So far it has cost me $46.50 to mail thirteen books and have $4.72 left in my PBS Money account.  By my calculations it has cost me approximately $3.21 to ship each of the thirteen books.   I could have saved forty-three cents for each book if I had put postage directly on the books myself, and did not want the Delivery Confirmation which all total I could have saved $5.59.  I think that amount is worth the savings of time saved.   The other nice thing about doing all the postage printing through is once you click the button to say the book has been mailed, you get your credits instead of having to wait who knows how many days until the book arrives and then the person has to mark that they have received the book as well.  It just saves some time, and I think it’s well worth it (although the cheapskate in me obviously is screaming about how wasteful I’ve been, lol).

But I earned fifteen credits so I will be able to request fifteen books which will be shipped to me free of charge.  If I calculate my costs this way, each book will cost $3.10.  So it’s almost a wash and in the end the books will cost me about one dime each.  That’s pretty good.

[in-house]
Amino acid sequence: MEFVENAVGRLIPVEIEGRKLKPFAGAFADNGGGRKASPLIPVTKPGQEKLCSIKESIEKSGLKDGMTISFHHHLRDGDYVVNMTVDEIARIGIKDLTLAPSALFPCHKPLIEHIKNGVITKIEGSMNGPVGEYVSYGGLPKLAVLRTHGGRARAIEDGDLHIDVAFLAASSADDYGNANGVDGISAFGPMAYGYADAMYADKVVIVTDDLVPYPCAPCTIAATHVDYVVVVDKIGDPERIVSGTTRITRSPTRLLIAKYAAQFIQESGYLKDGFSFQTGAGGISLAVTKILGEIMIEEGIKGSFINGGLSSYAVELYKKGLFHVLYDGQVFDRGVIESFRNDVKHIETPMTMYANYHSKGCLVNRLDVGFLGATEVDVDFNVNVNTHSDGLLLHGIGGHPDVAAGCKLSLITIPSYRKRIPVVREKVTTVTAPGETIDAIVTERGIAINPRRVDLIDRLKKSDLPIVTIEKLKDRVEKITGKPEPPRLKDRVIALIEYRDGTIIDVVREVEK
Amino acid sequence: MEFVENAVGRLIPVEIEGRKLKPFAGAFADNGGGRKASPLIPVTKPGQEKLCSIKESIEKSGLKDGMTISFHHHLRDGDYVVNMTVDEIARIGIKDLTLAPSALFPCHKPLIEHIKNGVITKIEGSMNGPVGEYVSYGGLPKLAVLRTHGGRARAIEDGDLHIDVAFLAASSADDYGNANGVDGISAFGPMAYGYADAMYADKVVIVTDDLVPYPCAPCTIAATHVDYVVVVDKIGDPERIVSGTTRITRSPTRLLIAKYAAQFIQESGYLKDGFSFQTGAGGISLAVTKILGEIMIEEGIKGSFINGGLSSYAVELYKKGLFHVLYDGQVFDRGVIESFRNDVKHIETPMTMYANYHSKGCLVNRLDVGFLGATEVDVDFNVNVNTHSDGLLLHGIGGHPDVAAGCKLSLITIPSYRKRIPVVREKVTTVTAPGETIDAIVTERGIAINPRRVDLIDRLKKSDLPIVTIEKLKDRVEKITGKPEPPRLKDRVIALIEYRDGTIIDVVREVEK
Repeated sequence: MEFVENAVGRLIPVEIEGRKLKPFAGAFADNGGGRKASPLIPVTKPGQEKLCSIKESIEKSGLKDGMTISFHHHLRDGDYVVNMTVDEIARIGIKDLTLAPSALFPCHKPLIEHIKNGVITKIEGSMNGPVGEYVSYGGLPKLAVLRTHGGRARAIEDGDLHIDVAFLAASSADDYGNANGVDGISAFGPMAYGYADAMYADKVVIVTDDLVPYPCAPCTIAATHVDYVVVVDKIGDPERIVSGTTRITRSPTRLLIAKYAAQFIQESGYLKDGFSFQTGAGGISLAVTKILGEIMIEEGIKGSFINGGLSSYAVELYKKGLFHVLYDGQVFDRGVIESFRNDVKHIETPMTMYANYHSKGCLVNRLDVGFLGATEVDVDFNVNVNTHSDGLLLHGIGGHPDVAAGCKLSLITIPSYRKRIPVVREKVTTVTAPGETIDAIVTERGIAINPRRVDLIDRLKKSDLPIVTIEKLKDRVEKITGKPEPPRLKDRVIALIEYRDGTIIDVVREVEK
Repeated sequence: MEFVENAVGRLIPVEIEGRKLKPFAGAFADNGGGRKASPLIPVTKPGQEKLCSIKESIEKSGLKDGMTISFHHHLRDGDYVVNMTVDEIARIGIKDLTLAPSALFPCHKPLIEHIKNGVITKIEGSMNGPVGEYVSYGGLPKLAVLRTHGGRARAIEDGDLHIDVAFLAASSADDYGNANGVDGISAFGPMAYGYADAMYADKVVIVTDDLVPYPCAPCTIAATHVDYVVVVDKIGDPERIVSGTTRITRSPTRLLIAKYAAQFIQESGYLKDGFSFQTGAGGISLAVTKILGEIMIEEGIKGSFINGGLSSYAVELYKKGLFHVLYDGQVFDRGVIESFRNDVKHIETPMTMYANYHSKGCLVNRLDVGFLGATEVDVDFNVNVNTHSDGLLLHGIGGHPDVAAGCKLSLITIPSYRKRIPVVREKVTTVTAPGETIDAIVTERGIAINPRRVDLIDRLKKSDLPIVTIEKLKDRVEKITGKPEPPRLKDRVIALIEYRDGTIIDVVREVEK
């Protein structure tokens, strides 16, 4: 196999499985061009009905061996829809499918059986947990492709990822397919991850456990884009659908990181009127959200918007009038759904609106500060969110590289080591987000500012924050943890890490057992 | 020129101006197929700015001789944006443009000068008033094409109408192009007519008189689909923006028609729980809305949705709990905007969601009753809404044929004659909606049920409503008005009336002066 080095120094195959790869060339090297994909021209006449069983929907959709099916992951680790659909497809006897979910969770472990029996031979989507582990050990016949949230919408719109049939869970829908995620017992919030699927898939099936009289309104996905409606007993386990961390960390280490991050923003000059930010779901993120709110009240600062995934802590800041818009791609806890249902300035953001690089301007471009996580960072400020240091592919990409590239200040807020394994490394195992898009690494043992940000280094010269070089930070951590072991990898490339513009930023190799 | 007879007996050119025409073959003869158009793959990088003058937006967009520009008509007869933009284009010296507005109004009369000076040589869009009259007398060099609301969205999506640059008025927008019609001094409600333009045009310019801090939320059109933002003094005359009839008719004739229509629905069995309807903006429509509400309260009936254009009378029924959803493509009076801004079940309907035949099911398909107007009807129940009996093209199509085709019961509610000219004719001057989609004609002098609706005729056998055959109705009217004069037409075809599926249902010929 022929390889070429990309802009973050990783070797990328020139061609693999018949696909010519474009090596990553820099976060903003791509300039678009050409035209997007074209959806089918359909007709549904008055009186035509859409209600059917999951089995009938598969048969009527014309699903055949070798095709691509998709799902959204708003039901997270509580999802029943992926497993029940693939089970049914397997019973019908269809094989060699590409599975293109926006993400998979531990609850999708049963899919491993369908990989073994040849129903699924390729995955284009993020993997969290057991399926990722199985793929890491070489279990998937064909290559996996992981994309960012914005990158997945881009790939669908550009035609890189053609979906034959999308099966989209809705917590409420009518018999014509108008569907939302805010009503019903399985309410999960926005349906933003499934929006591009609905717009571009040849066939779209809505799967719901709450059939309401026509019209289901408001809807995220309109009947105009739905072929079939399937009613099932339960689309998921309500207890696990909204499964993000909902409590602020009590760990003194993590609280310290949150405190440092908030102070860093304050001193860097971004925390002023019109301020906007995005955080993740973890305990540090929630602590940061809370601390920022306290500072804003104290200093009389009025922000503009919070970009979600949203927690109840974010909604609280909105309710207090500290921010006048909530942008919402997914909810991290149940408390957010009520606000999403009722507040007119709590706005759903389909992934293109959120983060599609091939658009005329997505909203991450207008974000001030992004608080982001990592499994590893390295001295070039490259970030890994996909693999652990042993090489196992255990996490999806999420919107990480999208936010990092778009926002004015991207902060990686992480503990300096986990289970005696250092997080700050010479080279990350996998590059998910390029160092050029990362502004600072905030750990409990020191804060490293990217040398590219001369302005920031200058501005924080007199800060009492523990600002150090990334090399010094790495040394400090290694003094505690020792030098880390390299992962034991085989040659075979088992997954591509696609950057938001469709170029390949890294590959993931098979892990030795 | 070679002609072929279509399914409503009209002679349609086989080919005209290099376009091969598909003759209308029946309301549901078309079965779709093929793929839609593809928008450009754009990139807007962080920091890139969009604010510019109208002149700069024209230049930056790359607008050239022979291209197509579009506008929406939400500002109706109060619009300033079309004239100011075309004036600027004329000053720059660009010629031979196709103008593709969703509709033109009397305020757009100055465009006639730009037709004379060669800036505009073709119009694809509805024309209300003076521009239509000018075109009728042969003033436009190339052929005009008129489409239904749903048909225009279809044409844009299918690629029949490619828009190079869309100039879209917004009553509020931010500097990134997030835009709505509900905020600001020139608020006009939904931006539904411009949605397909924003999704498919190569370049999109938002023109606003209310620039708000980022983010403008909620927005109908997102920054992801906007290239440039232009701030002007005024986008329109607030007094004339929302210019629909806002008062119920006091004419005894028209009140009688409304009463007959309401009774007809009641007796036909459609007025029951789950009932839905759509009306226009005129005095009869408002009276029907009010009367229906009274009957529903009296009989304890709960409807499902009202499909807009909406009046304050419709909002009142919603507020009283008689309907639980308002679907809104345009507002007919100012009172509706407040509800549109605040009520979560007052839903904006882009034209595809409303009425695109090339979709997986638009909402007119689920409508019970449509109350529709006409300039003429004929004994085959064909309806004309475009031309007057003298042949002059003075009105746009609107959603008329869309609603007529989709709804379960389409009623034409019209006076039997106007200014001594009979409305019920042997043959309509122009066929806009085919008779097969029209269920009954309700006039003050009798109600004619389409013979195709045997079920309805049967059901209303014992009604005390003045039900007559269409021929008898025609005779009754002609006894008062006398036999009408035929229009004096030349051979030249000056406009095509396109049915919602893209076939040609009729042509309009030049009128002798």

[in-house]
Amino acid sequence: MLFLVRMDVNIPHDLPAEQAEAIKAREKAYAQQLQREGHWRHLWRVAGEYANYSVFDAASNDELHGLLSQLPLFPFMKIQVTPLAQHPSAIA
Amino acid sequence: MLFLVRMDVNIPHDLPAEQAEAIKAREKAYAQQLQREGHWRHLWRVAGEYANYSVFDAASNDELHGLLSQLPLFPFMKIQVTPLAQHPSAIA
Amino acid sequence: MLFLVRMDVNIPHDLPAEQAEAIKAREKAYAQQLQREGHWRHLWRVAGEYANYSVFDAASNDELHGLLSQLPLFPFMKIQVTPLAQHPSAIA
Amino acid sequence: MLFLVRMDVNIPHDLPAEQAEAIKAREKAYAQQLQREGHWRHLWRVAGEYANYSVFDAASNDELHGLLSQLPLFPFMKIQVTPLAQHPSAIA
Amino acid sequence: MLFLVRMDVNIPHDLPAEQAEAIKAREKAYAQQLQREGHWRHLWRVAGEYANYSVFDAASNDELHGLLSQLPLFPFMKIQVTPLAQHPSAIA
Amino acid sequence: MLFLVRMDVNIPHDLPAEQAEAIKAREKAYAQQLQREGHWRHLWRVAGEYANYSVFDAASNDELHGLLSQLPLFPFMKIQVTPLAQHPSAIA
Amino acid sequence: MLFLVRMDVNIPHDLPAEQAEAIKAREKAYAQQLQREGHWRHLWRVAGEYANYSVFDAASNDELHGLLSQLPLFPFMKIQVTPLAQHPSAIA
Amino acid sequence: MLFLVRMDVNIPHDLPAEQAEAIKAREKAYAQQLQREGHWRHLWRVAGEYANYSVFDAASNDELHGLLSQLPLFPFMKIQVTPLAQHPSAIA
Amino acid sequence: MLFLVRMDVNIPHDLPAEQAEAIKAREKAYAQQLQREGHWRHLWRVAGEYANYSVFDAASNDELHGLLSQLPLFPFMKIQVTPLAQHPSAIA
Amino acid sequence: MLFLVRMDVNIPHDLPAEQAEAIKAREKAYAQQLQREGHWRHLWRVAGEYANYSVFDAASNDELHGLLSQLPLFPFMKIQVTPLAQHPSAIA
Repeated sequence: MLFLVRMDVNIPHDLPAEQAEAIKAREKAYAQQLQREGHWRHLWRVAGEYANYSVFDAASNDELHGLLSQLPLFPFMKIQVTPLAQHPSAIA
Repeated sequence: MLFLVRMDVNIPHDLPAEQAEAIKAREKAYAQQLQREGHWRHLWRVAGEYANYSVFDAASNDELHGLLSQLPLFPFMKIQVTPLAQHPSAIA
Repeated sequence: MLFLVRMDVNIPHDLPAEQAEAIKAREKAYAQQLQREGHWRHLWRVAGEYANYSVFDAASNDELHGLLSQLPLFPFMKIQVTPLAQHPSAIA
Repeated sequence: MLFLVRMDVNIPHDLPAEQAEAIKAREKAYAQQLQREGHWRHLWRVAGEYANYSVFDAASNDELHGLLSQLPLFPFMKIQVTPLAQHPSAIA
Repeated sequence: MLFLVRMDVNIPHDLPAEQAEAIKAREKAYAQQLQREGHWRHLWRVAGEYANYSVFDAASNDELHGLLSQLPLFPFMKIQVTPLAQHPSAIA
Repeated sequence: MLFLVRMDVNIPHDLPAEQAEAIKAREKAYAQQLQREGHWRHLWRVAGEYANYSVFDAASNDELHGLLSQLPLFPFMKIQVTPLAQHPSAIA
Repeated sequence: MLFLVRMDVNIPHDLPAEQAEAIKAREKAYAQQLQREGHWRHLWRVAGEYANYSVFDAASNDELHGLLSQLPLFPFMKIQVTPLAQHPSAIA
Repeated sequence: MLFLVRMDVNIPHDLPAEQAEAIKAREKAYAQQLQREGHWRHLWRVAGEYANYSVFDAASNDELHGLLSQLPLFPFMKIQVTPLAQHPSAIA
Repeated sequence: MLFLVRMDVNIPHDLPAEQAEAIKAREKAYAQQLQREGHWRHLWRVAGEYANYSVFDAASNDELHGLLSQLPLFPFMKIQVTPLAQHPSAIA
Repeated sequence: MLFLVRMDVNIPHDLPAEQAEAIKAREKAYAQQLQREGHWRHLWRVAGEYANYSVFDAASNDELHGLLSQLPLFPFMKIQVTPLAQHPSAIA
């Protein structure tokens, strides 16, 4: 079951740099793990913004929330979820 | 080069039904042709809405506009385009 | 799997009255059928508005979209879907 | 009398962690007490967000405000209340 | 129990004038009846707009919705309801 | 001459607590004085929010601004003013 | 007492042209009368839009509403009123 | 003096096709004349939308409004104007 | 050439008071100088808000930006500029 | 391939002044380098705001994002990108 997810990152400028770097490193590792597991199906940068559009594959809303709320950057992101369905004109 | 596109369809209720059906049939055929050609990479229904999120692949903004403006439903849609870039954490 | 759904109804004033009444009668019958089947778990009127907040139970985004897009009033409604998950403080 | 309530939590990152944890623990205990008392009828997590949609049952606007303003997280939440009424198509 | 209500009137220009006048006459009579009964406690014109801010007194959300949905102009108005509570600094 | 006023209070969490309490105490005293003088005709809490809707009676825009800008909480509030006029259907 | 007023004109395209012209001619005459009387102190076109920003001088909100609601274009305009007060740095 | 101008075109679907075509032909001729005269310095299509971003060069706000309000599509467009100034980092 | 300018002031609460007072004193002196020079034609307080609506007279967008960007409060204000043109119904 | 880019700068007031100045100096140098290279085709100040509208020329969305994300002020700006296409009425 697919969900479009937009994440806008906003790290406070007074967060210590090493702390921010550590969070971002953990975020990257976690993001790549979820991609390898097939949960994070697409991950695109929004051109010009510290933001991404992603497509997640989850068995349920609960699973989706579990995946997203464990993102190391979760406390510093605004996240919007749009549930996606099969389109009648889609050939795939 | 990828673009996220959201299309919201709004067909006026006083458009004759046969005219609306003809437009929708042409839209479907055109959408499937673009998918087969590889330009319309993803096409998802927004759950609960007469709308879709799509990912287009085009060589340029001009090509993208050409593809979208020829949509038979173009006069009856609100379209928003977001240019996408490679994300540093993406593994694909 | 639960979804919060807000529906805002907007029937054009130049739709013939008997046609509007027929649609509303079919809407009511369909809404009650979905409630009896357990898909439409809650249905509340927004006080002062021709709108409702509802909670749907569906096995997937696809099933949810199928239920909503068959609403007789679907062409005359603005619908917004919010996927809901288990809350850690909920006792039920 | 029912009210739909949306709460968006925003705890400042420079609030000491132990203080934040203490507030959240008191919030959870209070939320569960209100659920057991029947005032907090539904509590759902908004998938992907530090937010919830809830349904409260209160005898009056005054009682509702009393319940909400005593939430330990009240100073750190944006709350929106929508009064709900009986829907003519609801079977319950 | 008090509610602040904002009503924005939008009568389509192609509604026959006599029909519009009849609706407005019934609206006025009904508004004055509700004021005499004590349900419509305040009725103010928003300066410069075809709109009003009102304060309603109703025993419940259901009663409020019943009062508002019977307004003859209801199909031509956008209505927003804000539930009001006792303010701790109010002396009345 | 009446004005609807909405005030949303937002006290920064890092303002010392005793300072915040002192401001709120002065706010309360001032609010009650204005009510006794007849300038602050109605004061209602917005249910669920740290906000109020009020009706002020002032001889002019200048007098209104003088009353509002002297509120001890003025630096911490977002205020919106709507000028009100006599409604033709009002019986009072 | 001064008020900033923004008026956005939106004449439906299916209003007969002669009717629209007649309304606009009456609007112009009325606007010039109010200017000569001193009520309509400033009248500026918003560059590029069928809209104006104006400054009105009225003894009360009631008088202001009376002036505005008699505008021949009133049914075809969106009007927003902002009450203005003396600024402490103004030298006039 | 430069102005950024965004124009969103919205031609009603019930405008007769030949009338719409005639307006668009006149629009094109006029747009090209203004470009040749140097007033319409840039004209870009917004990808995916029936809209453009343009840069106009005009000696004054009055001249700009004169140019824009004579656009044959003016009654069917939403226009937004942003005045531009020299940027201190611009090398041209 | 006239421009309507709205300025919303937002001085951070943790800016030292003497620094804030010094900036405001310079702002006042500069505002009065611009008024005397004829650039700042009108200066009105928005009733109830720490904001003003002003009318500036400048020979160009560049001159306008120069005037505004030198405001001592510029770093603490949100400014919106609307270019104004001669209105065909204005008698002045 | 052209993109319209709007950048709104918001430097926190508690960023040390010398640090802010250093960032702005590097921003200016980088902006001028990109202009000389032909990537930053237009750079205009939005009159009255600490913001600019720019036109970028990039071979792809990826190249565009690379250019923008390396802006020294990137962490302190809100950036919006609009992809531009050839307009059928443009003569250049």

Some People Have Specific Requirements

I think the people who have “requirements” have gotten some bad deals in the past. The most common one seems to be that no one wants a book that comes from a home where someone smokes.  I can understand that requirement. My boss smokes and she works on the accounting at home and as a result the accounting books literally reek of stale smoke.  Another common one is that people don’t want a book if you own a cat.  You also have the option to make “requirements” on the books you receive.

Your Account May Be Considered Dormant After One Year With No Activity

This didn’t happen to me when I didn’t use my account for over a year, but apparently your account can be considered dormant so you don’t want to forget about your credits.

I’ve decided I will leave the books listed for six months and then remove them from my book shelf.

If you haven’t tried, and have books lying around, please use my my link to join. Once you list ten books, I will receive one credit. If you do join, I’d like to hear how Paperbackswap worked out for you. Photo: stack of books, Ballard, Seattle, Washington by Wonderlane

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2 thoughts on “Paperback Book Swap – How Works

  1. The only books that are really available on PBSwap are mass market stuff you get in the airport, and old, tired stuff people finally pulled of their bookshelves that they bought in the 70’s. If you want a recent Grisham or a thriller from WEB Griffen, you’re in luck. Anything not sold by the millons that was published in the last 10 years? No way. Stuff published in the 80’s on the latest computer gear? Travel guides from the 1990’s? Other trash not worth the cost of mailing? Whoo-hoo – they’ve got plenty of that!